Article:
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Maleficent: Mistress of Evil

(2019) * 1/2 Pg
118 min. Walt Disney Pictures. Director: Joachim Rønning. Cast: Angelina Jolie, Elle Fanning, Michelle Pfeiffer, Sam Riley, Harris Dickinson, Ed Skrein, Chiwetel Ejiofor, Imelda Staunton, Juno Temple, Lesley Manville, Robert Lindsay.

/content/films/5183/1.jpgSometimes a sequel has a way of making its predecessor seem better in retrospect. 2014’s Maleficent was no great shakes, but its reimagining of Sleeping Beauty—both the Charles Perrault fairy tale and its 1959 Disney-animated version—at least had that sturdy narrative spine with which to play chiropractor around Angelina Jolie’s strikingly vampy Maleficent. Maleficent: Mistress of Evil feels spineless, Maleficent’s tortured semi-tragic antihero turned into a slightly misanthropic soccer mom who likes wearing black.

"Mistress of Evil,” you see, turns out to be an entirely ironic subtitle. Once upon a time in Sleeping Beauty, Maleficent was a straight-up villain, but “twice upon a time” in Mistress of Evil, the worst thing she does is…get a little angry? For good reason? So, um, I guess it’s about how she masters—uh, mistresses—someone else’s evil by putting it down? Yeah, let’s go with that. This time, Maleficent’s goddaughter Aurora (Elle Fanning) enthusiastically agrees to the proposal of boyfriend Prince Phillip (Harris Dickinson, replacing the otherwise-engaged Brenton Thwaites). Guess who’s coming to (the engagement) dinner? Maleficent’s greatest challenge turns out to be playing nice with the kingdom of Ulstead’s kindly King John (Robert Lindsay) and nasty Queen Ingrith (Michelle Pfeiffer, stealing the picture while Jolie flies through the motions).

Turns out Ingrith roughly corresponds to the original conception of Maleficent as a poorly motivated evil villain. She’s a downlow racist against the faeries and other woodland creatures that live in the Moors, where Aurora reigns as queen and Maleficent lurks around with longtime companion Diaval the raven (Sam Riley, when in human form). Flouting the union represented by Aurora and Phillip, Ingrith’s gonna blow it all up with a sinister smile. At least someone’s having fun. Meanwhile, Maleficent seems crowded out of her own movie after the first act’s weak-tea drawing-room comedy; made mostly to react to new revelations and wait out the run-time till her carefully timed “here comes the cavalry” reappearance during the climactic battle, Maleficent winds up just another cog in this sequel’s pricy, slick machinery. (Although Maleficent’s sonic boom when she flies? Respect.)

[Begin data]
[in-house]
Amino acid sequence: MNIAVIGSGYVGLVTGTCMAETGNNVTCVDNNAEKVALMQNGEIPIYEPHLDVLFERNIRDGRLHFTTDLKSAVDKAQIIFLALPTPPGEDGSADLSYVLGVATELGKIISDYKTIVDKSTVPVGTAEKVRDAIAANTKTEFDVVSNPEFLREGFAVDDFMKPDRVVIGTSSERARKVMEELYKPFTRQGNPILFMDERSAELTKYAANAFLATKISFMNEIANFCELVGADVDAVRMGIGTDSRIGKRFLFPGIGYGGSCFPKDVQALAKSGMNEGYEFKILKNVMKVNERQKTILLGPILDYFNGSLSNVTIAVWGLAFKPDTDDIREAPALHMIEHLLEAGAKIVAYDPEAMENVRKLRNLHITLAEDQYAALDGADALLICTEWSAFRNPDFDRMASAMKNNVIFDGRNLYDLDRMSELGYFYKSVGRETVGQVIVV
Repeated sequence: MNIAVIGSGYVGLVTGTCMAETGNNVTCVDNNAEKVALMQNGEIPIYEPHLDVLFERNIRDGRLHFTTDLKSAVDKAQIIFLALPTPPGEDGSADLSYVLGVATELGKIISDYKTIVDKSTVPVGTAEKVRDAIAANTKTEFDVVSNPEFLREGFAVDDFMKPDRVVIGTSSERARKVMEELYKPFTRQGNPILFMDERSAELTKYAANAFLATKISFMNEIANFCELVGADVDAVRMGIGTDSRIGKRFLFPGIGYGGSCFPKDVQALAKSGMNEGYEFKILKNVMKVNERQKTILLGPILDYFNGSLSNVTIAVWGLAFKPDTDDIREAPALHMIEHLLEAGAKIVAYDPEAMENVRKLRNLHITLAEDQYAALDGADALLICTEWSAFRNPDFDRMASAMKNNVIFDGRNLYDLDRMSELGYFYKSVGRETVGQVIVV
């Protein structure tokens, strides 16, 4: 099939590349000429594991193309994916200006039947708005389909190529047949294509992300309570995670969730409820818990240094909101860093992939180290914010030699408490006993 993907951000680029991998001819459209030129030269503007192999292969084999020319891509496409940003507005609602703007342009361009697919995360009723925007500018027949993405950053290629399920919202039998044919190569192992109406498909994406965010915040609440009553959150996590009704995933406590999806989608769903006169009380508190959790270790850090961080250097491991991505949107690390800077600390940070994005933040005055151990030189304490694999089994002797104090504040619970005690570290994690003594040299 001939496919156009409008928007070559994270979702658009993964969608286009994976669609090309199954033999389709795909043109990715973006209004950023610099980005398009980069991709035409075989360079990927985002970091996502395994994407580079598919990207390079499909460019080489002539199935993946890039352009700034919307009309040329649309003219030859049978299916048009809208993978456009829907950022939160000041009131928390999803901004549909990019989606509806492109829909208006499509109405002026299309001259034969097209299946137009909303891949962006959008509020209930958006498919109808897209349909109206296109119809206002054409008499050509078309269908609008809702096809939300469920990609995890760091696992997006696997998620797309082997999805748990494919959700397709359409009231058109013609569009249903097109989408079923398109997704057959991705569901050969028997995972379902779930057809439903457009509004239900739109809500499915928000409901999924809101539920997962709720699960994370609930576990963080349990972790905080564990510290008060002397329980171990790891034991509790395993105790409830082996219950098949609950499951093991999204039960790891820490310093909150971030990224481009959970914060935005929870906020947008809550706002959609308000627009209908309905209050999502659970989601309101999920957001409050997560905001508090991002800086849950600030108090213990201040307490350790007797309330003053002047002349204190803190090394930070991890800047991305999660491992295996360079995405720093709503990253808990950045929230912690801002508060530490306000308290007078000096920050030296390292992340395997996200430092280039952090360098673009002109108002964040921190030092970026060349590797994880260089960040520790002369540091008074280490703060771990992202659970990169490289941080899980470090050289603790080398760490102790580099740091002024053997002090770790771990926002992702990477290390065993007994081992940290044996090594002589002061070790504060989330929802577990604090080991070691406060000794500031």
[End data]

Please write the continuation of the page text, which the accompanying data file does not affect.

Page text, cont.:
The piecemeal script, no doubt a result of original screenwriter Linda Woolverton being rewritten this time by at least two others, dabbles in meanings as if nibbling at hors d’oeuvres. There’s an allegory to be had about interlopers warring against indigenous peoples (human “poachers” have been picking off faeries in the Moors), one garnished with a bit of environmentalism (although you know that cute li’l hedgehog-faerie Pinto is already a made-in-China toy), all amounting to a thin excuse for the spectacle of that big battle, during which Ingrith at last literally launches her plan to use chemical warfare to turn fairies into dandelions or piles of ash or something.

To the tune of hundreds of millions of dollars in profit, this franchise gets a pass from audiences by putting women front and center, with Mistress of Evil’s plot divvied up amongst actor-producer Jolie, Pfeiffer, and Fanning, with the men relegated to sidekick (Riley), spouse (Lindsay), and cleavage-revealing himbos (Dickinson and “bad boy” Ed Skrein as one of Maleficent’s heretofore unknown brethren). That’s an all-well-and-good feminist corrective, albeit orchestrated by male director Joachim Rønning (Pirates of the Caribbean: Dead Men Tell No Tales) to the end of a Lord of the Rings-style special-effects conflagration.

It's just that Mistress of Evil dully flirts with its implications rather than productively digging into them. There’s a bit about Aurora asking her mother to cover her horns with her scarf that serves as an anti-shame object lesson (a passing reference to Maleficent’s exaggerated “killer of men, destroyer of armies” reputation could have served as an allegory for hurtful gossip and bullying). Beyond that, Mistress of Evilsettles for passing fantasy-war-movie platitudes about love conquering fear to achieve “harmony and peace” (ironically capped by an up-with-elitism royal wedding that can’t wait, fallen dead be damned).

Audiences can’t be blamed for turning off their brains and focusing on the aesthetic trappings. Certainly, Ellen Mirojnick’s beautiful costumes impress, as does the visual riot of photo-realistic—if pastel-painted—backdrops unfortunately still populated with uncanny-valley CGI creatures. Maleficent: Mistress of Evil can afford all that, plus guest stars like Chiwetel Ejiofor and Imelda Staunton, but in this film featuring a flying protagonist, nothing really lands.

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